Bake Me a Wish helps families send birthday cakes to soldiers in Iraq, elsewhere

2008-04-23T00:00:00Z Bake Me a Wish helps families send birthday cakes to soldiers in Iraq, elsewhereCARRIE STEINWEG
Times Correspondent
nwitimes.com
April 23, 2008 12:00 am  • 

Imagine this: You're on a military base in the Iraq desert.

The sun is beating overhead, and the sand is blowing in your face. You're hot and dirty and hungry and sweaty with all the gear on your back. It's your 25th birthday -- and you're half a world away from home, thinking about the family you wish you could be celebrating with.

Suddenly, you're greeted with a fudgy cookies-and-cream brownie cake, covered with chunks of Oreo cookies and drizzled with white chocolate, topped with a decadent piece of Belgian chocolate.

Sounds about as likely as a pig flying over the desert.

But the scenario is happening, thanks to Bake Me A Wish, a gourmet baking company founded in 2004 in New York by Josh Kaye.

Growing up with a challenged background, Kaye often marveled at elaborate cakes at other children's birthday parties, always longing for one of his own.

"A birthday is something very special," Kaye said.

"It's a special occasion, and a cake really makes it special."

Now that Kaye is a parent himself, he makes the kind of cakes he would serve to his own kids for their birthdays.

"Cakes make us feel remembered and special," said Kaye, noting his gift cakes are shipped in an elegant decorative box.

When Kaye started his company, part of his mission was good will, to do something to make the world a better place. He decided to work with the Make A Wish Foundation, an organization that grants wishes to children with life-threatening illnesses.

Bake A Wish donates 5,000 cakes a year to sick kids through Make A Wish. He also donates 5 percent of the online sales to that organization.

That mission of good will was expanded in 2005 when he got a call from a mom of a soldier serving overseas who wanted to send him a birthday cake.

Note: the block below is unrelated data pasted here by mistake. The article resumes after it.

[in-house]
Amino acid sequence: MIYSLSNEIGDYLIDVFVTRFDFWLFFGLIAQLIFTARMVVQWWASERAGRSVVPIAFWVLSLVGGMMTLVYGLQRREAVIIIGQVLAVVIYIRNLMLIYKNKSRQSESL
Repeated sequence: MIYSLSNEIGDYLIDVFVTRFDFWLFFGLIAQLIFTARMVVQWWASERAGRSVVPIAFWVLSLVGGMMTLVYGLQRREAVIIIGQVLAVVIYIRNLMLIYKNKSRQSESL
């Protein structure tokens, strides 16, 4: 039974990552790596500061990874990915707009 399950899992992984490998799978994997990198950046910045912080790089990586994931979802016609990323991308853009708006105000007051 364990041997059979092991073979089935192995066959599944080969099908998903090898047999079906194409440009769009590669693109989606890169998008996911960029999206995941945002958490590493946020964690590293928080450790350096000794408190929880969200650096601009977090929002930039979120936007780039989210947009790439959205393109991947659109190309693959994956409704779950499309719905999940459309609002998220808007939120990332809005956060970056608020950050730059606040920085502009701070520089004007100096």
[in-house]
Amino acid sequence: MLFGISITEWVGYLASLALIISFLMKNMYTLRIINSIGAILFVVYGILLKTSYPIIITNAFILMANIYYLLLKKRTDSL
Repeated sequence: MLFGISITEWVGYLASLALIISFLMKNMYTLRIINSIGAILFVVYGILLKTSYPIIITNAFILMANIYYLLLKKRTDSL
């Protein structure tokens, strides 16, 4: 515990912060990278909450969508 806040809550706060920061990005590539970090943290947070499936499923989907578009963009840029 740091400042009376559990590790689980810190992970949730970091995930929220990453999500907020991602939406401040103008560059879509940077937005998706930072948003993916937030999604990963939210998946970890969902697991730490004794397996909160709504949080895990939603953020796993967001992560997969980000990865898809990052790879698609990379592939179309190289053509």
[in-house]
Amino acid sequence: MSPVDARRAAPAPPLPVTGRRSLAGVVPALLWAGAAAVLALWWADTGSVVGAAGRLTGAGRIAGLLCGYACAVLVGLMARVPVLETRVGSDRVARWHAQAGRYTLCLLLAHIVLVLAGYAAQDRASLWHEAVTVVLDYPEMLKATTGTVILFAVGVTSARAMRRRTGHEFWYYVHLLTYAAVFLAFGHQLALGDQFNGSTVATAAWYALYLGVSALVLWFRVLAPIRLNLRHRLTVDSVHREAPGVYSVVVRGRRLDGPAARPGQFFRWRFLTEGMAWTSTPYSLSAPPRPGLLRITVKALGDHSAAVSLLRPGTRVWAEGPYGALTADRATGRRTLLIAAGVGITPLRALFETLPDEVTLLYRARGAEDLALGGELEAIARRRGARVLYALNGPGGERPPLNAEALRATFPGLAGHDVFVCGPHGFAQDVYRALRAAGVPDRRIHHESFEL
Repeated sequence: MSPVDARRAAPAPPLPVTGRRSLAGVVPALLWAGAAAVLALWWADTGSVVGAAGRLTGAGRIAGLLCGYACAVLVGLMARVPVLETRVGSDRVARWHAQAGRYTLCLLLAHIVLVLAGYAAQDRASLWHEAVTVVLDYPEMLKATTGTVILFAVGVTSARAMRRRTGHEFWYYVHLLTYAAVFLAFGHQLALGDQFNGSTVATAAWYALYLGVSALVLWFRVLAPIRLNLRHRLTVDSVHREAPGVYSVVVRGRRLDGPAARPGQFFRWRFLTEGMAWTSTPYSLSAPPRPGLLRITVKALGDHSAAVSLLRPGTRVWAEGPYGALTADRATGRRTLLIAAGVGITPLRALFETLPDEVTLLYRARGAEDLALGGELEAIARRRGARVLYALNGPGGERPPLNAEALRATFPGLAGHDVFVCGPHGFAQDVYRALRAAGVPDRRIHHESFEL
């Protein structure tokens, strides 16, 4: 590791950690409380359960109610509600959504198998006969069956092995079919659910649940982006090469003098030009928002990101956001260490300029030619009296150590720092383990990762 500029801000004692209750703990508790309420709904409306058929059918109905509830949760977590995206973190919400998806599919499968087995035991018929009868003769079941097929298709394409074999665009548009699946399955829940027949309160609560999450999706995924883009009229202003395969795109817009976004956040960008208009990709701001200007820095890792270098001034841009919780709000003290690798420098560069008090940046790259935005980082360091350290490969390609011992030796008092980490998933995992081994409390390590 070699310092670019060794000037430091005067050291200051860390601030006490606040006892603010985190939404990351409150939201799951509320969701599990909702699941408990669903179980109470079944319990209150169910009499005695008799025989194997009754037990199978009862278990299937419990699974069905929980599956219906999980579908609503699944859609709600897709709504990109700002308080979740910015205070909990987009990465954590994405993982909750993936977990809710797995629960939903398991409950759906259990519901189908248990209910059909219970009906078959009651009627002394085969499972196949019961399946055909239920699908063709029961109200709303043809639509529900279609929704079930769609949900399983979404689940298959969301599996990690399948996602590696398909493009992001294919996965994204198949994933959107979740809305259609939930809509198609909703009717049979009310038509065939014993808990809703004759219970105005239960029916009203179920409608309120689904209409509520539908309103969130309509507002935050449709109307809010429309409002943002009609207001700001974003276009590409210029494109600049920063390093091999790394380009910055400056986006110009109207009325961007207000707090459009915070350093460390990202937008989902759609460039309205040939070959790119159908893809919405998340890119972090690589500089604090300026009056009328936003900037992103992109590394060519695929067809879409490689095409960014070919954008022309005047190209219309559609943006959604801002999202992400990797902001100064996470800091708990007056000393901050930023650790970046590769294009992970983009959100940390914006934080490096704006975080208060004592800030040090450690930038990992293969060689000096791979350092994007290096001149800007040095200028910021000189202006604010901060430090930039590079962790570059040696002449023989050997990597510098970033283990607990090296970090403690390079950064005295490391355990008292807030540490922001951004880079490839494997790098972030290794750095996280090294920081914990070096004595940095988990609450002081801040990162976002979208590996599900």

"At first I thought we couldn't do it. But then I thought, 'what if we could do that to provide soldiers -- who are risking their lives -- a cake to lift them up and make them feel special on their birthday?' "

Kaye said several recipes were created, and special packaging was developed to preserve the down-home-flavored gourmet cakes for the trip overseas so that it arrives looking the same as when it was made.

Operation: Birthday Cake was born. The cakes are available for sale, at cost, on the company's Web site, www.bakemeawish.com and can be sent to military personnel deployed in the Middle East and other locations.

About 4,000 cakes have been sent overseas so far as part of Operation: Birthday Cake. Kaye's goal is to find a corporate sponsor that will underwrite the entire project, so that anyone serving overseas can receive a free cake on his or her birthday.

Currently, the donated cakes are sent to contacts through the Armed Forces Foundation and Soldier's Angels. A facilitator works with a family to place the order. Currently, 25 cakes a month are sent free of charge as part of the program with AFF.

Sharon Coleman of Chicago was notified of the program through AFF and requested a cake for her son, Jason Memmen, who is serving with the U. S. National Guard in Kuwait.

"I'm having a carrot cake sent," Coleman said.

"That's his favorite. He makes a mean carrot cake."

Coleman was able to send a note to her son along with the cake. She said that although they e-mail each other, she doesn't have a computer at home and isn't able to keep in touch with him as much as she'd like, so contacting him with a cake was really special.

A cancer survivor, who raised her kids as a single mom, Coleman is grateful to have the opportunity to send a cake to her son.

She encourages other families with loved ones deployed to connect with organizations, such as the Armed Forces Foundation, which can provide support during a difficult time.

This year, the site is helping soldiers provide a treat to their mothers, by enabling soldiers overseas to go online and order a cake to send to their moms back home to celebrate Mother's Day.

Thousands of cakes are donated each year for families to send free of charge to loved ones serving overseas.

For each cake bought through the site, 5 percent is donated to provide cakes for Operation: Birthday Cake, in addition to 5 percent going to the Make A Wish Foundation.

Cakes being sent within the United States can be received the next day if the order is placed by 3 p.m. EST; overseas orders require two weeks notice.

Kaye has received many letters of thanks from families who received cakes, he said.

"One was from a soldier stationed in Afghanistan, and it was her second birthday there in the mountains. The soldier was feeling totally down and what the cake did for her was an incredible experience," he said.

"She's coming home next month and she's just delighted."

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